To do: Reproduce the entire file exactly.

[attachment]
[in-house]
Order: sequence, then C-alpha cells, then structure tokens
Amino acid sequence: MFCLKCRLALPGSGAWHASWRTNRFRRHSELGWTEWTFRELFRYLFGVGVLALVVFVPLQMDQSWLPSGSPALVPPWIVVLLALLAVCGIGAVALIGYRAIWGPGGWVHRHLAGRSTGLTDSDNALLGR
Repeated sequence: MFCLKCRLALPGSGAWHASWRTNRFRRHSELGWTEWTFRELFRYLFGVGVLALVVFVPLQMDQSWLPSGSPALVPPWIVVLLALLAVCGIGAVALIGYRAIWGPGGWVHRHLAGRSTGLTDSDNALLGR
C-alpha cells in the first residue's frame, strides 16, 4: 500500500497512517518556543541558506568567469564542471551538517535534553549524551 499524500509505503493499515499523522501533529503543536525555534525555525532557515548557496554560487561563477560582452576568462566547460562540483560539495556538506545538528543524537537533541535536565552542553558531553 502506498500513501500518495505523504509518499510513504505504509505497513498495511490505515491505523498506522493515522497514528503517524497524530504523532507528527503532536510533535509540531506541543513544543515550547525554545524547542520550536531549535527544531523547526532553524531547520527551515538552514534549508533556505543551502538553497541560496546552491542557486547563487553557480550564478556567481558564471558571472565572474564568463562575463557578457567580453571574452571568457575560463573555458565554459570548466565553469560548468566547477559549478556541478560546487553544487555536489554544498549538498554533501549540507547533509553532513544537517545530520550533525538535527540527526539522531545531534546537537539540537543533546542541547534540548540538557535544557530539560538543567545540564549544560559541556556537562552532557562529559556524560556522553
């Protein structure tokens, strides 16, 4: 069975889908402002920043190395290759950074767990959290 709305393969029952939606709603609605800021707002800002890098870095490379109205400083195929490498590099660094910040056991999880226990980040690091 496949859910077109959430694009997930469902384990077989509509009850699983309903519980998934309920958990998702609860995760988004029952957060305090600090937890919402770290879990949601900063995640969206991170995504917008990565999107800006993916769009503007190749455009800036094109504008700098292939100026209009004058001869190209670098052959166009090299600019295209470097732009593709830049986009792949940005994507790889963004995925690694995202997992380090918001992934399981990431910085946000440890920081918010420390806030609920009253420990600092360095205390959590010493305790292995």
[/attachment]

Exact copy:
[in-house]
Order: sequence, then C-alpha cells, then structure tokens
Amino acid sequence: MFCLKCRLALPGSGAWHASWRTNRFRRHSELGWTEWTFRELFRYLFGVGVLALVVFVPLQMDQSWLPSGSPALVPPWIVVLLALLAVCGIGAVALIGYRAIWGPGGWVHRHLAGRSTGLTDSDNALLGR
Repeated sequence: MFCLKCRLALPGSGAWHASWRTNRFRRHSELGWTEWTFRELFRYLFGVGVLALVVFVPLQMDQSWLPSGSPALVPPWIVVLLALLAVCGIGAVALIGYRAIWGPGGWVHRHLAGRSTGLTDSDNALLGR
C-alpha cells in the first residue's frame, strides 16, 4: 500500500497512517518556543541558506568567469564542471551538517535534553549524551 499524500509505503493499515499523522501533529503543536525555534525555525532557515548557496554560487561563477560582452576568462566547460562540483560539495556538506545538528543524537537533541535536565552542553558531553 502506498500513501500518495505523504509518499510513504505504509505497513498495511490505515491505523498506522493515522497514528503517524497524530504523532507528527503532536510533535509540531506541543513544543515550547525554545524547542520550536531549535527544531523547526532553524531547520527551515538552514534549508533556505543551502538553497541560496546552491542557486547563487553557480550564478556567481558564471558571472565572474564568463562575463557578457567580453571574452571568457575560463573555458565554459570548466565553469560548468566547477559549478556541478560546487553544487555536489554544498549538498554533501549540507547533509553532513544537517545530520550533525538535527540527526539522531545531534546537537539540537543533546542541547534540548540538557535544557530539560538543567545540564549544560559541556556537562552532557562529559556524560556522553
């Protein structure tokens, strides 16, 4: 069975889908402002920043190395290759950074767990959290 709305393969029952939606709603609605800021707002800002890098870095490379109205400083195929490498590099660094910040056991999880226990980040690091 496949859910077109959430694009997930469902384990077989509509009850699983309903519980998934309920958990998702609860995760988004029952957060305090600090937890919402770290879990949601900063995640969206991170995504917008990565999107800006993916769009503007190749455009800036094109504008700098292939100026209009004058001869190209670098052959166009090299600019295209470097732009593709830049986009792949940005994507790889963004995925690694995202997992380090918001992934399981990431910085946000440890920081918010420390806030609920009253420990600092360095205390959590010493305790292995």